The first pictured is their Cha Cha's Margarita (9.95 - Siete Leguas 100% blue agave, St. Germaine, fresh lime, ruby red grapefruit juice, and Izze sparkling grapefruit), a tall glass that makes heads turn every time it is taken out on the dining space floor. The large grapefruit zest rose floating on top creates that allure but the drink backs itself up with its bubbly vibrancy. Next up is the Classic Margarita (7.95 - El Jimador 100% Blue Agave, Cointreau, fresh lime, agave nectar), the more iconic-looking drink on their menu with its rimmed glass and a slice of lime. Their housemade sweet and sour made the difference in this one, ensuring its fresh taste and ease of drinking. Then there was their riff on a martini, the Cha Cha Martini (9.50 - Pura Vida premium blanco tequila, Chartreuse, fresh cucumber, and lime) which used tequila rather than the traditional gin. The muddled cucumber, however, contributed a bit of those familiar notes in the sips. Their seasonal Fresh Watermelon (8.95 - El Jimador 100% pure tequila, fresh watermelon, hibiscus juice, fresh lime, agave nectar) was another that often gets diners staring. A large wedge of watermelon is tilted on its side on the rim of the tall, bright red glass of refreshing juice and tequila.

The next two pictured cocktails were two of my favorites to both drink and make because of their complexity and ingredients: the Mango-Habanero (9.95 - Pueblo Viejo 100% blue agave, mango, fresh lime juice, habanero chili infusion) and Pineapple Smash (8.75 - premium tequila, fresh pineapple, Tuaca vanilla liqueur, cinnamon). The Mango-Habanero was understandably one of their most popular drinks because it had sweetness from the mango but a hefty kick from the strong habanero infusion. This was fun to make because I was so curious about the purees and infusions we added; there was also a trick to presentation and mixing with the torn up basil we used. It was great to drink and look at! As for the Pineapple Smash, this is a drink that has customers at polar opposites; some love it, some hate it. Pineapple can do that sometimes but the inclusion of the strong cinnamon infusion and cinnamon on top can easily deter those who don't like that spice. We really liked it ourselves however because it brought the naturally sweet pineapple juice (they must have juiced it ripe) in a different direction than a typical "tropical" drink. After it was all said and done, we took a picture with the ladies from Ajenda PR behind our alcoholism; thank you for connecting us!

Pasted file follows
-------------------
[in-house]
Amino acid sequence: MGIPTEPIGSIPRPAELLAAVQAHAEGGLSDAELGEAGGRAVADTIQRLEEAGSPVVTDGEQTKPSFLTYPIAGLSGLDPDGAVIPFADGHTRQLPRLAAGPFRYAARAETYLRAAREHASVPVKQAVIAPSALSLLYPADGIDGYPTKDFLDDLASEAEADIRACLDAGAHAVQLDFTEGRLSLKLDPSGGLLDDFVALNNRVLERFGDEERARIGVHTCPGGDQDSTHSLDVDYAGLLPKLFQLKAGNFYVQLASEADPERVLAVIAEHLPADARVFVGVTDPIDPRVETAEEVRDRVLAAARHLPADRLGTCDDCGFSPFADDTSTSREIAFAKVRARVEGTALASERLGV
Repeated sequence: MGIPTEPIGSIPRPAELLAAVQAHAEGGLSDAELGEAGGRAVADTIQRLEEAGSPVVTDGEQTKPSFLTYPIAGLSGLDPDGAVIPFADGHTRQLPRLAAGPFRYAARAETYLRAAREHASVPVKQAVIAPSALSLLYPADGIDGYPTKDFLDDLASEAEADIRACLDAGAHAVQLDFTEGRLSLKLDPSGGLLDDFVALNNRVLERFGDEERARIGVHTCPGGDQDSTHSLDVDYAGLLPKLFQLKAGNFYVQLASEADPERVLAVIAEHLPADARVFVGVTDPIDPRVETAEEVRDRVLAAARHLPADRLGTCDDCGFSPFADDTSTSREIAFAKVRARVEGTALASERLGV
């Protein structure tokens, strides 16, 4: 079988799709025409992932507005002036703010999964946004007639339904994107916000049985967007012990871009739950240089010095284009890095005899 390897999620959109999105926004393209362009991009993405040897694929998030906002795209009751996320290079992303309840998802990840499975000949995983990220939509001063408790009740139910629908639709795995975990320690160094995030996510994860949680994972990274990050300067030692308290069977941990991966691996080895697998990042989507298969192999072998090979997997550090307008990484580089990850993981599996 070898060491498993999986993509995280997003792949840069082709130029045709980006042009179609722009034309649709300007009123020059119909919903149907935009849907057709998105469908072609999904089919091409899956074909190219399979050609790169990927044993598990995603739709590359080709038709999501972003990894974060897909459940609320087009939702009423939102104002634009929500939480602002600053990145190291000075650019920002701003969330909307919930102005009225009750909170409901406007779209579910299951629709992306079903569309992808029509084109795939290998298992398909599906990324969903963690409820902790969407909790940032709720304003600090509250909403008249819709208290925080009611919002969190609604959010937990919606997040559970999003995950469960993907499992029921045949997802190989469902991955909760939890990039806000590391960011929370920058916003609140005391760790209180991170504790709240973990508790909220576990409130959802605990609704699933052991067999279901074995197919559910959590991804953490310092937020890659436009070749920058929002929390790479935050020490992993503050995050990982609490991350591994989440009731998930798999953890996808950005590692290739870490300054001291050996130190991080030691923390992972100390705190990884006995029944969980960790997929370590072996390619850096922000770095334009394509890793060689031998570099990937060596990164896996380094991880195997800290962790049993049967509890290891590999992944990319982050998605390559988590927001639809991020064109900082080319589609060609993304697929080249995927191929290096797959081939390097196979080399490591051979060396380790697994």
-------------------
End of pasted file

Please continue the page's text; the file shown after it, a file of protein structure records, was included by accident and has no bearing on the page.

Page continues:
If you are looking for a place to find yourself a well-balanced margarita, you should make your way over to Cha Cha's Latin Kitchen in downtown Brea (found at 110 W Birch St #7, Brea, CA 92821) because they aren't messing around there. They take pride in their menu and after fumbling around making something based on their recipes, I could see that as long as you stick to their precisely researched measurements, you could still make a mean drink. My thanks to Peter and John for showing me the tricks of the trade and to Jennifer for connecting us!

Photography by Duc Duong. More photos available on Facebook here.



  1. Your pictures are fantastic and the amount of work you put into every post is... epic.

    1. Thank you Sarah! It's been quite the task and sometimes wears me out, haha. Wish I could do it full time ;P